- Mutual Indwelling. There is a mystic union between the sons and the Son with the Father. Wonderful are the words, “Ye shall know that I am
in My Father, and ye in Me and I in you,” and to those who know
Him by their obedience, Christ further says, “If a man love Me, he will keep My words: and My Father will love him, and We will come unto him, and make Our abode with him” (John 14:20-23). The word “abode” is the same as rendered “mansion” in John 14:2. God’s home is in the obedient child, and the obedient child is at home in God.
- Mutual Obedience. The Son and the sons have one path to tread,
namely, the way of obedience. The appreciation of love’s complacency comes
through response to Love’s commands. “If ye keep My commandments ye
shall abide in My love, even as I have kept My Father’s commandments
and abide in His love” (John 15:10).
- Mutual Bestowment. “Behold I send the promise of My Father
upon you” (Luke 24:49). The purpose of the Father culminated in the Passion of the Son, and the Passion of the Smitten Son brought the Power of the Spirit’s grace, even as the struck rock of Horeb resulted in the gushing water.
- Mutual Thought. ” In My Father’s house are many mansions, if it were not so, I would have told you” (John 14:2). The place Christ is
preparing is in the house of the Father’s many abodes. The home-coming of the children from the school of life will find many surprises of the Father’s thinking and the Son’s working.
III. “The Father”
When the Father is referred to as “The Father,” the exclusiveness of His being is emphasized as, “He that hath seen Me, hath seen the Father” (John 14:9); to the sovereignty of His grace: “No man can come to Me, except the Father draw him” (John 6:44); to the claim of His Deity: “Worship the Father” (John 4:21); to the revelation of His love: “The only begotten of the Father, full of grace and truth” (John 1:14); to the holiness of His love: “The Father loveth” (John 3:35; 16:27); to the power of His Spirit: “Whom the Father will send in My name” (John 14:26); and to the character of Christ’s service: “the Father which sent Me” (John 12:49; 14:24).
The Father as “the Father” is referred to again and again in the Gospel of John. Take but one section, namely, John 5:19-21, as illustrating the Father in relation to the exclusiveness of His being as the source of things.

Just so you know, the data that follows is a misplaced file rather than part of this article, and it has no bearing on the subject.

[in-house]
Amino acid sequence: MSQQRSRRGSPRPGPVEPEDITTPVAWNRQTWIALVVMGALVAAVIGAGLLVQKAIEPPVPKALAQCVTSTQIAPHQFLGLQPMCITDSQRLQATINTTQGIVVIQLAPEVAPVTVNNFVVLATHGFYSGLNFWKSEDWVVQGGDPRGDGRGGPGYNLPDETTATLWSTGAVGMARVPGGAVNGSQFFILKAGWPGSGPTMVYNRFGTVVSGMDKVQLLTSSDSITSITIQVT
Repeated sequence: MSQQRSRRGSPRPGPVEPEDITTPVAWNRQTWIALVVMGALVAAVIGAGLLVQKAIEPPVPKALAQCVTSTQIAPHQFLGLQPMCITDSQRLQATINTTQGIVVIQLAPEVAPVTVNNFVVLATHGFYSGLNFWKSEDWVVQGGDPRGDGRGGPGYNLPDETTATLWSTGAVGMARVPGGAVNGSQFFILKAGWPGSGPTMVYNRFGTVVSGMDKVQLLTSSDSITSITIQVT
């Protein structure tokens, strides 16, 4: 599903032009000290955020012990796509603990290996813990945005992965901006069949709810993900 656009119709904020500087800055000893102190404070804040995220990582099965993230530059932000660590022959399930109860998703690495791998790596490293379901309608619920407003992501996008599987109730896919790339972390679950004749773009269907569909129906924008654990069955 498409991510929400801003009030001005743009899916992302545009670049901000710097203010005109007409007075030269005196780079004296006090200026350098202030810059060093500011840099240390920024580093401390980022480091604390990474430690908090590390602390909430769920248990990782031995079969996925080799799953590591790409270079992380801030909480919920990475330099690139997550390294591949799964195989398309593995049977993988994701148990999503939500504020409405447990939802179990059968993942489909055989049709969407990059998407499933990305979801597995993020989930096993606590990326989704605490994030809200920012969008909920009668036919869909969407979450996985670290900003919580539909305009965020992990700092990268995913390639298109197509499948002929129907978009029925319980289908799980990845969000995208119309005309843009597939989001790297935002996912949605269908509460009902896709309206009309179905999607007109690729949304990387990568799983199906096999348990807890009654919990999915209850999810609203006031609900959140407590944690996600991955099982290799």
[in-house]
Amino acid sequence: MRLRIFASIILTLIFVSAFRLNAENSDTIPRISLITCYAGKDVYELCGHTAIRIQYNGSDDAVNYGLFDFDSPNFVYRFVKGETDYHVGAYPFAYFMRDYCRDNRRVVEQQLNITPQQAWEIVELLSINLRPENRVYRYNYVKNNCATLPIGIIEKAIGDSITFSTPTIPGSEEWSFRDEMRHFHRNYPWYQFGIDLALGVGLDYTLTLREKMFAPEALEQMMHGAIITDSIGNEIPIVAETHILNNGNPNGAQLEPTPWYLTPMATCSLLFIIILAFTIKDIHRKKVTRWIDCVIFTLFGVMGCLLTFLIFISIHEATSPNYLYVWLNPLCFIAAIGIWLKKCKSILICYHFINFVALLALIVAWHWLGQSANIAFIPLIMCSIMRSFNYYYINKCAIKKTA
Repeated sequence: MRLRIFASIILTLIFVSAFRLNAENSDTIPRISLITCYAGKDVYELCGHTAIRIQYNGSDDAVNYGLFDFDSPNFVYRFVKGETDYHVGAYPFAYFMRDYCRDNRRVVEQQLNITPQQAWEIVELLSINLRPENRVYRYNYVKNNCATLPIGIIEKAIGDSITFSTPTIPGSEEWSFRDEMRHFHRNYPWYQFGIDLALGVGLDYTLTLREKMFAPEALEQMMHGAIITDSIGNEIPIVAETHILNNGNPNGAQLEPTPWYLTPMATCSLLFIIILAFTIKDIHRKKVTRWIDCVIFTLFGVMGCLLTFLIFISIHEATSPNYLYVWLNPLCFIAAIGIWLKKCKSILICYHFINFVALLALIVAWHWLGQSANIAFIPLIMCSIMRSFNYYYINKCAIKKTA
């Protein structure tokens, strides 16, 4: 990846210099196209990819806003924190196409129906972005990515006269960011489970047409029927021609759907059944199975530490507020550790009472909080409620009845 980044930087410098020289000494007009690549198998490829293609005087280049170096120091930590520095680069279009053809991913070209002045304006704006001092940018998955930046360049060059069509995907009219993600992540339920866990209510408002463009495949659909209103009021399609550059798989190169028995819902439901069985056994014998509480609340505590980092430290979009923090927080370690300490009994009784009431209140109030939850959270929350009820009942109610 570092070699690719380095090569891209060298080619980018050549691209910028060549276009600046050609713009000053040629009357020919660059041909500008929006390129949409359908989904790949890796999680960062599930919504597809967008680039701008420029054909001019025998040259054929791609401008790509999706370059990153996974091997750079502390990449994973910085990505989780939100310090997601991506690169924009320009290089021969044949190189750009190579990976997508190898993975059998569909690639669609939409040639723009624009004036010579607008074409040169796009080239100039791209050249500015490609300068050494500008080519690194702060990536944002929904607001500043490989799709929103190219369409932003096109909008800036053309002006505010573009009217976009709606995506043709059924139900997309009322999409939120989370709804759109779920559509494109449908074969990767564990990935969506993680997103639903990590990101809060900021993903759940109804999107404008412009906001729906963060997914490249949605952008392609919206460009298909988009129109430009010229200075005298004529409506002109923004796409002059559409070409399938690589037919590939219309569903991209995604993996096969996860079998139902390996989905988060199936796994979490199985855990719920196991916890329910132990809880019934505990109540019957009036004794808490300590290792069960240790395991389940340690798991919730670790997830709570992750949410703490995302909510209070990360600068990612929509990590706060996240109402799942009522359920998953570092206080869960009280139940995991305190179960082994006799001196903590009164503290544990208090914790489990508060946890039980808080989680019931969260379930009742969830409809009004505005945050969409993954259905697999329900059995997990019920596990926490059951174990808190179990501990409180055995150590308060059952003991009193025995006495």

- Source of Action (verse 19). Being in the subordinate position as the Son, He cannot act apart from the Father as His servant, therefore all His actions were the acts of the Father. The lowly dependence of His Spirit declares the holiness of His character and His fitness for His Father’s service, for as all independence of God is in the virus of sin, so dependence upon Him is the virtue and vitality of service.
- Source of Love (verse 20). The love of the Father to the Son shows itself in three ways — in His confidence in Him (John 3:35), in His communion with Him, and in the communication through Him. His tender regard is manifest in the feelings of His heart’s love, and in the fulness of hand’s liberality, for all that comes from the Father to the Son comes through the Son to us.
- Source of Power (verse 21) The “as” and “so” of the verse show
community of action. “The work belongs to the Father,” as Luthardt says, “in so far as it proceeds from Him; to the Son, in so far as it is accomplished by Him in the world.”
The student will find ample reward for his pains if he will ponder the Paternity of God along this line. For instance, take John’s epistle for a further study.
IV. “Your Father”
These words embody with them the thought of responsibility. Fourteen times the couplet occurs in Matthew’s Gospel:
Shining to glorify (5:16).
Proving the relationship by kindness to persecutors (5:45,48).
Helping the needy, unseen (6:1).
Praying to purpose (6:8).
Forgiving to be forgiven (6:14,15).
Trusting to be fed (6:26,32).
Praying and receiving (7:11).
Allowing the Spirit to speak (10:20).
Trustful because cared for (10:29).
Looking after the little ones (18:14).
The One to be recognized (23:9).
The privilege of being God’s children brings a corresponding responsibility, but when we respond to His ability we can fulfil every responsibility.
What does this Christly relationship to the Father mean to those who are the children of God?
- Nature of the Father. There are two principal words translated “sons,” or “children,” in the New Testament,
- Named by the Father. ” Called the sons (children) of God” (I John
3:1), that is, we are named children. The word (Kaleo), rendered “called,” is frequently used in the giving of names: “called His name Jesus” (Matt. 1:25), “called the Son of The Highest” (Luke 1:32), “call his name John” (Luke 1: 60), ” Mary, called Magdalene” (Luke 8:2), ” A man named Zacchaeus” (Luke 19:2), “a place which is called Calvary” (Luke 23:33), “that old serpent called the devil” (Rev. 12:9). The title by which believers are designated is that of children. Life makes us children and character and conduct prove we are such.
- Provision from the Father. There are three New Testament Scriptures beginning with the sentence, “Blessed be the God and Father of our Lord Jesus Christ ” (II Cor. 1:3 R.V.; Eph. 1:3; I Pet. 1:3), which accentuate the largeness of the Father’s provision. All comfort in all tribulation is found in the first, so every circumstance in the outer life is met; all blessing for all need is assured in the second, so every requirement of the inner life is bestowed; and all the future for all time and eternity is provided for in the third, so the life infused is the earnest of the life to come, in all its incorruptibility and purity.
- Fellowship with the Father. “Our fellowship is with the Father” (I John 1:3). The word for “fellowship” (Koinonia) is rendered “communication” in Philemon 6, “communion” in II Cor. 13:14, “distribution” in II Cor. 9:13, and “contribution” in Rom. 15:26, and comes from the word “Koinonos”, which means one who shares something with another, hence we read of those who were “partners“ with Simon (Luke 5:10). Fellowship with the Father